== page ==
This past week has been full of tests: French exam (which I'll re-take in January, grrrrr), dental exams (It was a challenge to sit still in the chair when all I really wanted was to pull my sore tooth out of my head), pain meds (How many vicodin can one take in a day without being too stoned to breathe?), and finally, testing out new photo arrangements on the Etsy site. We'll see how successful this proves to be...
I have lime green beads of all different sizes on order. We'll see how successful I am...
Monday, October 10, 2011
Nothing subtle about this necklace except the colors. The Norse Goddess Freya is known as the goddess of love and magick. She is also associated with the birch tree. To me, Freya represents the strong, independent woman - one that follows her dreams and loves with her whole heart.
Scandinavian myth tells the story of the Goddess Freya. Her search for knowledge brought her to a secret cave, which was home to four dwarves. These dwarves were master craftsmen, each keeper of the sacred mysteries associated with their elemental names.
East honored Air, element of new beginnings, of thought and inspiration.
South held sacred the Fire of transformation, of passion.
West represented Water, the cauldron of rebirth, the tides of emotion.
North, guardian of Earth, brought forth stability, protection and the ability to withstand anything.With these dwarves, Freya shared her wisdom of love, the greatest mystery. In honor of this, the dwarves created a magickal necklace, “the Brisingamen”, as a gift to the Goddess.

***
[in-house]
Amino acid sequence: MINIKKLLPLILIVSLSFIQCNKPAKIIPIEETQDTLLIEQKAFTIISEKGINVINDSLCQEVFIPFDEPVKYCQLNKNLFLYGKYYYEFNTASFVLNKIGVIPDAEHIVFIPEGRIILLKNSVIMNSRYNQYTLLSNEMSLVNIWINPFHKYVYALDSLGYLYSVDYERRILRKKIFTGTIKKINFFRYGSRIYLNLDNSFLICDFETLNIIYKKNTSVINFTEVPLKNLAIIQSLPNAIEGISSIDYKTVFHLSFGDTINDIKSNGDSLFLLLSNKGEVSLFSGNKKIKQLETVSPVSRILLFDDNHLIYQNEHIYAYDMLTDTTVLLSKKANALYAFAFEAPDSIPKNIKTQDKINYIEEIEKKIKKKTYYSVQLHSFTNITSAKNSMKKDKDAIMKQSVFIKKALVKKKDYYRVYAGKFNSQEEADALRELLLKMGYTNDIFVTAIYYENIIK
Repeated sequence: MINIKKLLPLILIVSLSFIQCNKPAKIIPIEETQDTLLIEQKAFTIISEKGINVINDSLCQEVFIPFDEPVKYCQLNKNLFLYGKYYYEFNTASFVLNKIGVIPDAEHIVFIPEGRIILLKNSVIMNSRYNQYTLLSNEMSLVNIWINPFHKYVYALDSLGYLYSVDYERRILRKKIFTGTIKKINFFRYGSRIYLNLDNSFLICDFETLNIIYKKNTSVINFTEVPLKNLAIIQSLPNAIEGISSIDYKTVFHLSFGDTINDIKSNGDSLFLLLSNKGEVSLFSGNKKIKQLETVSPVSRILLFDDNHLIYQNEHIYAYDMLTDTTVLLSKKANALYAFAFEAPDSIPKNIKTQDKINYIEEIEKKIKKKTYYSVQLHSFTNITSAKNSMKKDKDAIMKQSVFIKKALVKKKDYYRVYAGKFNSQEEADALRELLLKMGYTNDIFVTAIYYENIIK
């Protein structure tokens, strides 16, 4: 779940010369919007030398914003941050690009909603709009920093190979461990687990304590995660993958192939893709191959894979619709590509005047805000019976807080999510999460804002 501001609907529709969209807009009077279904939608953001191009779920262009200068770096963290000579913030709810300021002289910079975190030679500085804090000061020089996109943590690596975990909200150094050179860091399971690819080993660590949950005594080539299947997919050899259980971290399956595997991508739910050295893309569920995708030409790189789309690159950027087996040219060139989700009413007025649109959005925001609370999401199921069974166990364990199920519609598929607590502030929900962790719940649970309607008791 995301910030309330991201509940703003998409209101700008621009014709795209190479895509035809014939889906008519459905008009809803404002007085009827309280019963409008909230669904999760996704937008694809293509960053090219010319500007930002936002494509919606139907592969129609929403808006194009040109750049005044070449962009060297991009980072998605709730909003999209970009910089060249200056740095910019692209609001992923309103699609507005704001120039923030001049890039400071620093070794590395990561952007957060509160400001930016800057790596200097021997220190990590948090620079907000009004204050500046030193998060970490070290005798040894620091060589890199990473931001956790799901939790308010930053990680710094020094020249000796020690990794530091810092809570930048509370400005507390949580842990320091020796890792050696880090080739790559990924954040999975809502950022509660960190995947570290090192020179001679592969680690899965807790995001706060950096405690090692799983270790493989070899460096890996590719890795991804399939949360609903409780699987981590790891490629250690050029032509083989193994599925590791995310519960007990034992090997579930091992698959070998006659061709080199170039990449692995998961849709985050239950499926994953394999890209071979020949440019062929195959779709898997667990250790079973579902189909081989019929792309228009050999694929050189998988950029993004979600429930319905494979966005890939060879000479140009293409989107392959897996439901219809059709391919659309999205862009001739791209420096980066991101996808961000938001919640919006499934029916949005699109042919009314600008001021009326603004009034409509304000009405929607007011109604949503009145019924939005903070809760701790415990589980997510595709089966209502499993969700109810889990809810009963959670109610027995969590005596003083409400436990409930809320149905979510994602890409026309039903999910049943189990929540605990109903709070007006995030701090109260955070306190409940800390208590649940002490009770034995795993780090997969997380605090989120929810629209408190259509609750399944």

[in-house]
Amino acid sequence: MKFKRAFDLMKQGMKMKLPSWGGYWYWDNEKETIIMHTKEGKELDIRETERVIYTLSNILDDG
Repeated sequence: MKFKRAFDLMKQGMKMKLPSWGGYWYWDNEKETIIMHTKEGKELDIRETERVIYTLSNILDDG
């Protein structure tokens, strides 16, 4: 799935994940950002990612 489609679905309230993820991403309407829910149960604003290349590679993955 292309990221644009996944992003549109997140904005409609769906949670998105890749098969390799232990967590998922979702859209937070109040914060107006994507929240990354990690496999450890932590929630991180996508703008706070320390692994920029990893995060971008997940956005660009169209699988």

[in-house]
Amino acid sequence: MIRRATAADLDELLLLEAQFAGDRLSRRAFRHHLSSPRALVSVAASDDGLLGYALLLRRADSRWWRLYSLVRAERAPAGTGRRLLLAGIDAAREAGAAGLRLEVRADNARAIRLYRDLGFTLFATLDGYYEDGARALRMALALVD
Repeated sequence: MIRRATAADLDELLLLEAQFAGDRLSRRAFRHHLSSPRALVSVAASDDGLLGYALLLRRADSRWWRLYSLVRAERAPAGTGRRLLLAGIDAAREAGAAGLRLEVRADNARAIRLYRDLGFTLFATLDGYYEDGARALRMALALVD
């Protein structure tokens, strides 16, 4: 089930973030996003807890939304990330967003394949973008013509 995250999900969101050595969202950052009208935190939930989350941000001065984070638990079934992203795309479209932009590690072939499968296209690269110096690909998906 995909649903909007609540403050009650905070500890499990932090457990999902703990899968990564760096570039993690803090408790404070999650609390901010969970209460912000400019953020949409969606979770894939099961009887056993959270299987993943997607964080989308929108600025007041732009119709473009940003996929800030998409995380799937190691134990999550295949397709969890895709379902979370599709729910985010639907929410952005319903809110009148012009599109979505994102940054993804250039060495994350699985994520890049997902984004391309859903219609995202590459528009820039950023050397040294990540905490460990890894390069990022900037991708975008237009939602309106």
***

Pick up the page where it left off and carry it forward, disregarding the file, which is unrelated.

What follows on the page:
This necklace has a 4" print of "Freya" under beveled glass mirrored by a piece of birch bark under glass, surrounded by seed pearls and seed bead embroidery. Neckpiece is made up of 3 strands: large pearls, beach glass and smoky quartz, and gorgeous lampwork from gubbyrooglass. 16" in length.
For additional pictures: http://www.etsy.com/listing/83583454/beadwork-embroidery-necklace-freya-ebw
Saturday, October 1, 2011
Picasso’s surrealist period is one of my favorites, especially for his use of faces, mirrored images and circles. The repeats of colors form unexpected patterns that create a complex but almost neutral background. Picasso’s artwork has a sense of fun, even in the darker pieces. Picasso saw himself as a medium for the patterns and symbolism in his work. Rather than create direct conscious representations, Picasso sought to reveal the unconscious. The man-made object becomes abstract.
This necklace, an entrant in the October Etsy Beadweavers challenge “Inspired by Picasso”, is loosely based on Picasso’s “Girl Before a Mirror” (http://www.moma.org/collection/object.php?object_id=78311), one of my favorite paintings. I chose to highlight the circles and primary colors in the painting, using bright cabs of orange and green mixed with spiral patterned buttons. I kept the bead embroidery consistent throughout the piece, creating the illusion of consistency. The cabochons mirror each other, but just like in Picasso’s work the pattern isn’t an exact replica. To illustrate the stripes and boxes of color, I finished the piece in a strongly patterned edging, with pops of peacock daggers for a bit of unexpected play. The center piece, a fabulously expressive focal (from Yvonne Irwin of My Elements) grounds the necklace and adds a touch of familiarity, much like the faces in Picasso’s work. I love to add faces to my work as they are so open to interpretation. Is this face happy or sad? Contemplative or goofy? To add a sense of movement, I added a vibrant swirled lampwork bead to the neckpiece, accented by cobalt blue Czech glass and orange mother of pearl beads. I also backed the necklace with a funky animal print ultra suede, in honor of Picasso’s enjoyment of the unexpected. Necklace is 17” in length, 7 inches across.
You can see more pictures of this piece on Etsy. Just type in justbrez or EBWC. or the address is:
Please visit our team blog, http://www.etsy-beadweavers.blogspot.com between the 9th and 15th and vote for your favorite entry.